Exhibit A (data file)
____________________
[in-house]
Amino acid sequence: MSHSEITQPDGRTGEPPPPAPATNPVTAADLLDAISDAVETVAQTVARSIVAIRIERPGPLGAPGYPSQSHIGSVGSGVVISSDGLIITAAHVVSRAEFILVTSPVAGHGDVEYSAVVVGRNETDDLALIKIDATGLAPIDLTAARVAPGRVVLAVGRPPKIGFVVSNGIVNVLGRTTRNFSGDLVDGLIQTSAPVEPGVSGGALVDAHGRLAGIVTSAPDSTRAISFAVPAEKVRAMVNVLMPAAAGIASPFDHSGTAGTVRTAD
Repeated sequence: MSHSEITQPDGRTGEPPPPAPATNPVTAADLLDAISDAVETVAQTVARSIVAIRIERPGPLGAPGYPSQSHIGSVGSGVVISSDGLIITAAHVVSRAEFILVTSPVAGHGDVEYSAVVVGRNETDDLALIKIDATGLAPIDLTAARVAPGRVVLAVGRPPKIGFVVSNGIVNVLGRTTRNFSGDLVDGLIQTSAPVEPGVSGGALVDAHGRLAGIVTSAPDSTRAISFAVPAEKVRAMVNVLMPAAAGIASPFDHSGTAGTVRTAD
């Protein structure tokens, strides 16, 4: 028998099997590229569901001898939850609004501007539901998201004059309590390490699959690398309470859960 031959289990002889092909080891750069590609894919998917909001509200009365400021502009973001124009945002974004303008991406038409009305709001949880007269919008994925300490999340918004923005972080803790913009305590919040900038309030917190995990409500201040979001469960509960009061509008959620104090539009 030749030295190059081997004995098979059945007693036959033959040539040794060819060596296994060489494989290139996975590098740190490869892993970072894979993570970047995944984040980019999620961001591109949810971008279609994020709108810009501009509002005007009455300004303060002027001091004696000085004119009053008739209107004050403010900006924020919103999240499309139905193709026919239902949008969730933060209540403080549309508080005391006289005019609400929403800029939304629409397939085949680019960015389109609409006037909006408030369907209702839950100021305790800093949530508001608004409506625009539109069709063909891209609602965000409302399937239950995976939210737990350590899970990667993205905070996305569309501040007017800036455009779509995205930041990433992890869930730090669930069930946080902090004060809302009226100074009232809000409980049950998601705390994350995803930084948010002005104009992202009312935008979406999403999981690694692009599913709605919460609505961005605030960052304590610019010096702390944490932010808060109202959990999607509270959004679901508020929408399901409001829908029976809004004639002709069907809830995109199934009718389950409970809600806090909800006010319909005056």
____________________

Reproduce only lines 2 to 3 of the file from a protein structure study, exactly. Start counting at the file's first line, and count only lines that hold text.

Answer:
Amino acid sequence: MSHSEITQPDGRTGEPPPPAPATNPVTAADLLDAISDAVETVAQTVARSIVAIRIERPGPLGAPGYPSQSHIGSVGSGVVISSDGLIITAAHVVSRAEFILVTSPVAGHGDVEYSAVVVGRNETDDLALIKIDATGLAPIDLTAARVAPGRVVLAVGRPPKIGFVVSNGIVNVLGRTTRNFSGDLVDGLIQTSAPVEPGVSGGALVDAHGRLAGIVTSAPDSTRAISFAVPAEKVRAMVNVLMPAAAGIASPFDHSGTAGTVRTAD
Repeated sequence: MSHSEITQPDGRTGEPPPPAPATNPVTAADLLDAISDAVETVAQTVARSIVAIRIERPGPLGAPGYPSQSHIGSVGSGVVISSDGLIITAAHVVSRAEFILVTSPVAGHGDVEYSAVVVGRNETDDLALIKIDATGLAPIDLTAARVAPGRVVLAVGRPPKIGFVVSNGIVNVLGRTTRNFSGDLVDGLIQTSAPVEPGVSGGALVDAHGRLAGIVTSAPDSTRAISFAVPAEKVRAMVNVLMPAAAGIASPFDHSGTAGTVRTAD